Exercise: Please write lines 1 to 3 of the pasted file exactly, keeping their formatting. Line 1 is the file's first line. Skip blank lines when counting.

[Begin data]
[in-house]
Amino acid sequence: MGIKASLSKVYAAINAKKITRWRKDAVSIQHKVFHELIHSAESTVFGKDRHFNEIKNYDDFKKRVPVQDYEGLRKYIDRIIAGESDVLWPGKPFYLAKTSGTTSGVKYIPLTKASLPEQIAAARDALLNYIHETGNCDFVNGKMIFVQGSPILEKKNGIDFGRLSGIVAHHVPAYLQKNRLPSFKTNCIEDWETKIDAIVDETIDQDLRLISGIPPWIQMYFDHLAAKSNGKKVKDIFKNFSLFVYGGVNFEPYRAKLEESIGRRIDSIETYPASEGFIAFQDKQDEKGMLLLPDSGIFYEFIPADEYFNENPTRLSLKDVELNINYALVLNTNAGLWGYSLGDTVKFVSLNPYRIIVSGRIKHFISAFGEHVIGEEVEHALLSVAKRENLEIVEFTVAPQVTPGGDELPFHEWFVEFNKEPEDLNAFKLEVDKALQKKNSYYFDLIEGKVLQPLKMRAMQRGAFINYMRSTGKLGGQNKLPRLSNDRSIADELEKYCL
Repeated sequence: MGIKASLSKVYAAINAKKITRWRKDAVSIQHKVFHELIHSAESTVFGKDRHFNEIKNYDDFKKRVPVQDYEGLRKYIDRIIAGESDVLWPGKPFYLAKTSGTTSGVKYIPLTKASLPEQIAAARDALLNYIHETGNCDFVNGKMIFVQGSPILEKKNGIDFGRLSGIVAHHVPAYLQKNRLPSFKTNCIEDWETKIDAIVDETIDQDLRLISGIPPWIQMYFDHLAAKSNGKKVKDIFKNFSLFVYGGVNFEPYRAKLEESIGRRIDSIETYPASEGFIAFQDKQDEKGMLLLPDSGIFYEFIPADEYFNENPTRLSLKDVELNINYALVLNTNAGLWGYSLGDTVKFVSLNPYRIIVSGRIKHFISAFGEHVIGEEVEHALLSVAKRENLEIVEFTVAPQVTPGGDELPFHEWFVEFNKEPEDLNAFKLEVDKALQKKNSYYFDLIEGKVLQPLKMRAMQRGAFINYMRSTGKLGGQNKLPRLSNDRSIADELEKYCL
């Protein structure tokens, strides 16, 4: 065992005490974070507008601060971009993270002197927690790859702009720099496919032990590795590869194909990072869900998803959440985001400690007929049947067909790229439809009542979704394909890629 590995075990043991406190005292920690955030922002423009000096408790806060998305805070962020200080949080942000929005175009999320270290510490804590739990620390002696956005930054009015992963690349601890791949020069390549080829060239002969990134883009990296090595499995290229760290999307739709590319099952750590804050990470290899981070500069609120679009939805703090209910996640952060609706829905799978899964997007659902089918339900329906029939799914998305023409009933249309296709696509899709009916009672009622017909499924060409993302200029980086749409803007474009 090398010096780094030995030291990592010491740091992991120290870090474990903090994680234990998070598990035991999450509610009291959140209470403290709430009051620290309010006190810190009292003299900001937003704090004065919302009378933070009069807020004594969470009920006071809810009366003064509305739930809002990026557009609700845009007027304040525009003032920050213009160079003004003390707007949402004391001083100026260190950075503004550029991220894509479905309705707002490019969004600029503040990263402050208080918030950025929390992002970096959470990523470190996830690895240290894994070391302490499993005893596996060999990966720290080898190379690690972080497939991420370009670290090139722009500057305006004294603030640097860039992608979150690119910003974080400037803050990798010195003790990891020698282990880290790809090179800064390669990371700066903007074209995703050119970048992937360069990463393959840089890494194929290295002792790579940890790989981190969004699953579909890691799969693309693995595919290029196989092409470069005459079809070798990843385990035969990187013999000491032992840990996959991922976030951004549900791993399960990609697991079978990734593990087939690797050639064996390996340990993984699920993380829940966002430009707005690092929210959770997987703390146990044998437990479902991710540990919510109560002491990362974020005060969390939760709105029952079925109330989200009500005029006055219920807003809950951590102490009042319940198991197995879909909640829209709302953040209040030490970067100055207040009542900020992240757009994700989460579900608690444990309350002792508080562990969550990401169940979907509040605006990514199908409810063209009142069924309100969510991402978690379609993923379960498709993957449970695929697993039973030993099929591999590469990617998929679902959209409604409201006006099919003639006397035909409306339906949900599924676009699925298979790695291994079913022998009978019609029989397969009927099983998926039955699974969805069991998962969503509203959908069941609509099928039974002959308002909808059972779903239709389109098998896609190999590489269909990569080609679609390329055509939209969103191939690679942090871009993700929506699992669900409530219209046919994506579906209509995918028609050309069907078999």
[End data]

[in-house]
Amino acid sequence: MGIKASLSKVYAAINAKKITRWRKDAVSIQHKVFHELIHSAESTVFGKDRHFNEIKNYDDFKKRVPVQDYEGLRKYIDRIIAGESDVLWPGKPFYLAKTSGTTSGVKYIPLTKASLPEQIAAARDALLNYIHETGNCDFVNGKMIFVQGSPILEKKNGIDFGRLSGIVAHHVPAYLQKNRLPSFKTNCIEDWETKIDAIVDETIDQDLRLISGIPPWIQMYFDHLAAKSNGKKVKDIFKNFSLFVYGGVNFEPYRAKLEESIGRRIDSIETYPASEGFIAFQDKQDEKGMLLLPDSGIFYEFIPADEYFNENPTRLSLKDVELNINYALVLNTNAGLWGYSLGDTVKFVSLNPYRIIVSGRIKHFISAFGEHVIGEEVEHALLSVAKRENLEIVEFTVAPQVTPGGDELPFHEWFVEFNKEPEDLNAFKLEVDKALQKKNSYYFDLIEGKVLQPLKMRAMQRGAFINYMRSTGKLGGQNKLPRLSNDRSIADELEKYCL
Repeated sequence: MGIKASLSKVYAAINAKKITRWRKDAVSIQHKVFHELIHSAESTVFGKDRHFNEIKNYDDFKKRVPVQDYEGLRKYIDRIIAGESDVLWPGKPFYLAKTSGTTSGVKYIPLTKASLPEQIAAARDALLNYIHETGNCDFVNGKMIFVQGSPILEKKNGIDFGRLSGIVAHHVPAYLQKNRLPSFKTNCIEDWETKIDAIVDETIDQDLRLISGIPPWIQMYFDHLAAKSNGKKVKDIFKNFSLFVYGGVNFEPYRAKLEESIGRRIDSIETYPASEGFIAFQDKQDEKGMLLLPDSGIFYEFIPADEYFNENPTRLSLKDVELNINYALVLNTNAGLWGYSLGDTVKFVSLNPYRIIVSGRIKHFISAFGEHVIGEEVEHALLSVAKRENLEIVEFTVAPQVTPGGDELPFHEWFVEFNKEPEDLNAFKLEVDKALQKKNSYYFDLIEGKVLQPLKMRAMQRGAFINYMRSTGKLGGQNKLPRLSNDRSIADELEKYCL